€12.00 – €85.00
• High quality digital print
• Printed on 350gsm stock
• Rolled prints are delivered in a postal tube
• Mounted prints are delivered flat in a board backed envelope
• Framed prints carefully secured in bubble wrap and cardboard
Our take on the iconic clock that hangs above Clerys’ central doors on O’Connell Street (opposite the statue of Jim Larkin). “Under Clerys’ clock” is a well-known rendez-vous, both for Dubliners, and visitors from the countryside, and is famous in the city’s culture as a place where many romances begin. Our Clerys Clock illustration makes the perfect gift for love birds of all ages.
Clerys was a long-established department store on O’Connell Street in Dublin, Ireland, a focal point of the street. The business dates from 1853, however the current building dates from 1922, having been completely destroyed in the 1916 Easter Rising. Clerys completed a five-year restoration programme in 2004 at a cost of €24 million. A renovation project is in place to bring the building back to its former glory including a new proposed rooftop destination.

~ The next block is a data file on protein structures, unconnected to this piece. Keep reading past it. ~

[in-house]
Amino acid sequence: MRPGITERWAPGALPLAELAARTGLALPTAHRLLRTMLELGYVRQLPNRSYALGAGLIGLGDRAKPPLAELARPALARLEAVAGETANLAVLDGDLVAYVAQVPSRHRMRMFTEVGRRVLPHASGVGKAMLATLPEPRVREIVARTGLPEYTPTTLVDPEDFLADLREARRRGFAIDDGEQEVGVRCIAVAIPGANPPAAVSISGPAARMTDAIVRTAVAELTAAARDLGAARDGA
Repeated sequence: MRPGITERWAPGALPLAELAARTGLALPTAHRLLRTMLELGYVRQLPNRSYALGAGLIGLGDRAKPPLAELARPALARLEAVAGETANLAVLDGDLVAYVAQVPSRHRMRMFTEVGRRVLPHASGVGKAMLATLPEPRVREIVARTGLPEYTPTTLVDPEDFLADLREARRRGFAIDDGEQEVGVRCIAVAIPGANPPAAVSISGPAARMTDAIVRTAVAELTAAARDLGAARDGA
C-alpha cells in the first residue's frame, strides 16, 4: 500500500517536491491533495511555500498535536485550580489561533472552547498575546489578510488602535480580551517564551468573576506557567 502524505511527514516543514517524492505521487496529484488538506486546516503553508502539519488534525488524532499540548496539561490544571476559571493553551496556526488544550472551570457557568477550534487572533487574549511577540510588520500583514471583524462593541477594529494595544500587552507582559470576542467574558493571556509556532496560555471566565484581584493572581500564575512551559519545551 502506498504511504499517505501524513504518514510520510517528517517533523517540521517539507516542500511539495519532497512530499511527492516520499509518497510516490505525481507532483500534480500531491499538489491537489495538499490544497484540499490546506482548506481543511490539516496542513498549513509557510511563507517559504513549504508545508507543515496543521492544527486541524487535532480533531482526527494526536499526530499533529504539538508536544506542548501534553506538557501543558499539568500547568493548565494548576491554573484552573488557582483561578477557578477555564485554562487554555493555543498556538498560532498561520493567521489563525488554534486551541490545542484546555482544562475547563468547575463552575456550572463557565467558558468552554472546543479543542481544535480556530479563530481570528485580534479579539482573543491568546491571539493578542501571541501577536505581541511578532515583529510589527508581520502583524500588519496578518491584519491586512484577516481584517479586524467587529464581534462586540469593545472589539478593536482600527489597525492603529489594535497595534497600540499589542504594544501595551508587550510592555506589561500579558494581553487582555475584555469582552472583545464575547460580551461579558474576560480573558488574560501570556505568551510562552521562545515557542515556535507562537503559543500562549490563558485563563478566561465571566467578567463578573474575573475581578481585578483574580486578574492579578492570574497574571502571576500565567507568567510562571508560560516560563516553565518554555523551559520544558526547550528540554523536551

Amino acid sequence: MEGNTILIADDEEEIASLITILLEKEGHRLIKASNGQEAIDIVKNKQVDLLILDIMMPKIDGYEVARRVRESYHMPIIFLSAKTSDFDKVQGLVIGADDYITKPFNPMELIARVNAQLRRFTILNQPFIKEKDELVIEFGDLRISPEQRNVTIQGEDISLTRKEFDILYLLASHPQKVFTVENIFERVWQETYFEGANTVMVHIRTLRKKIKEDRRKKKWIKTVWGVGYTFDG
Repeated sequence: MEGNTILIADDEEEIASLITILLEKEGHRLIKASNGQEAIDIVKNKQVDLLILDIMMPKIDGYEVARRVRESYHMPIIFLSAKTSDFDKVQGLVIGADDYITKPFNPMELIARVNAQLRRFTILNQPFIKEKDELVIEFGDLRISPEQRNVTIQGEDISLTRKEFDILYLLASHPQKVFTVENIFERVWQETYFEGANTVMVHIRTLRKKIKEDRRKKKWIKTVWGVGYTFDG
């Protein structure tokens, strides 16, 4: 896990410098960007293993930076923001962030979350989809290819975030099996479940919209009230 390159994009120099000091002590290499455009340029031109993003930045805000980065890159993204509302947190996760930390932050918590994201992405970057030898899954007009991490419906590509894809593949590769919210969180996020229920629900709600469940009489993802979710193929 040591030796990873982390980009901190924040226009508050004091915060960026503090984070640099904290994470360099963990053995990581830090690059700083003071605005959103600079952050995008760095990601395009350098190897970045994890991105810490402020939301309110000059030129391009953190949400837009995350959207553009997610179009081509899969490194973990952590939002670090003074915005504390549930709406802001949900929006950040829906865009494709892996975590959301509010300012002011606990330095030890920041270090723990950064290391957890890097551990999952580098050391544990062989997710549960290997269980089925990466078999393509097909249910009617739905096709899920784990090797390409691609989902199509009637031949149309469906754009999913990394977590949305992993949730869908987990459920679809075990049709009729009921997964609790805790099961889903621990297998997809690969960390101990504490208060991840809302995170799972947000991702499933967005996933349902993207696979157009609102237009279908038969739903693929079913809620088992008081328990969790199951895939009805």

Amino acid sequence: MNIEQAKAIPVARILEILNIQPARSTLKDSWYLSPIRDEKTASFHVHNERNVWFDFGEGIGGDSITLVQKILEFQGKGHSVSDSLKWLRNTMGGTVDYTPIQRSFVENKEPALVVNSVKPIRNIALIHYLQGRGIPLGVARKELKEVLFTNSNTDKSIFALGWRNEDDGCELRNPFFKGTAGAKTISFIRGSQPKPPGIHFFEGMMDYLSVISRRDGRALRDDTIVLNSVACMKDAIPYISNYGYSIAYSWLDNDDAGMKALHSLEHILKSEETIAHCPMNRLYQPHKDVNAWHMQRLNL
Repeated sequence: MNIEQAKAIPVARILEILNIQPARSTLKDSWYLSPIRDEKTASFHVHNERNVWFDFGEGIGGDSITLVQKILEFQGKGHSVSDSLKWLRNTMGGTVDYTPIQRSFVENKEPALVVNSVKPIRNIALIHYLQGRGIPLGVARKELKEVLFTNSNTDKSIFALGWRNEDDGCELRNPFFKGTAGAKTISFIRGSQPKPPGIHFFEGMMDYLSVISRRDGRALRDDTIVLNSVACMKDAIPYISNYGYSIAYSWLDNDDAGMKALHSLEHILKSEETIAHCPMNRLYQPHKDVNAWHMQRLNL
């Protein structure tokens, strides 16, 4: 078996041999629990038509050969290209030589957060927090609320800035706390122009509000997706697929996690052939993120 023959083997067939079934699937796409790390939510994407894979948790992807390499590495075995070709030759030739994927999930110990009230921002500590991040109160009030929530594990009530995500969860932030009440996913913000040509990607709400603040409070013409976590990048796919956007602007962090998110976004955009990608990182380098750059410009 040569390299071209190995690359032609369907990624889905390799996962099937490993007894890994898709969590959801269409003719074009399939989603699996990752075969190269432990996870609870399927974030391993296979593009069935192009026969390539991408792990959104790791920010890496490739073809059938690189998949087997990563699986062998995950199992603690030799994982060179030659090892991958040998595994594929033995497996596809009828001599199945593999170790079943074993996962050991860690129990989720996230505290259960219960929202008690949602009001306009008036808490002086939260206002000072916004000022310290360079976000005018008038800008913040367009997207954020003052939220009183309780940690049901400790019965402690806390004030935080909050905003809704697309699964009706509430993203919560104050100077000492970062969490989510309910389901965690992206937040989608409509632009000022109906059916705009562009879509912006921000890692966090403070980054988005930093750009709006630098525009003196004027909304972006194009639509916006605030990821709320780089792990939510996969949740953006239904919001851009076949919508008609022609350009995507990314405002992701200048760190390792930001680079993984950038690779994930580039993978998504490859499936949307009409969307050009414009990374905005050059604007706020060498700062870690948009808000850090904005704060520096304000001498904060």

The history of Clerys began in May 1853 when Mc Swiney, Delany and Co. opened ‘The New or Palatial Mart’ on the site of the present store in what was then Sackville Street. In 1883, the premises was taken over and renamed by M. J. Clery (d.1896), a native of Bulgaden, Co. Limerick. William Martin Murphy was also involved in the business.
Clerys was bought out of receivership in 1941 by Denis Guiney (1893-1967) for £250,000. The receivers were Craig Gardner & Co. Denis Guiney died in 1967 and his widow, née Mary Leahy, continued to be Chairperson until her death on 23 August 2004 at the age of 103 years.
Clerys was placed into receivership on 17 September 2012. Receivers Paul McCann and Michael McAteer of Grant Thornton said the store’s future could be secured.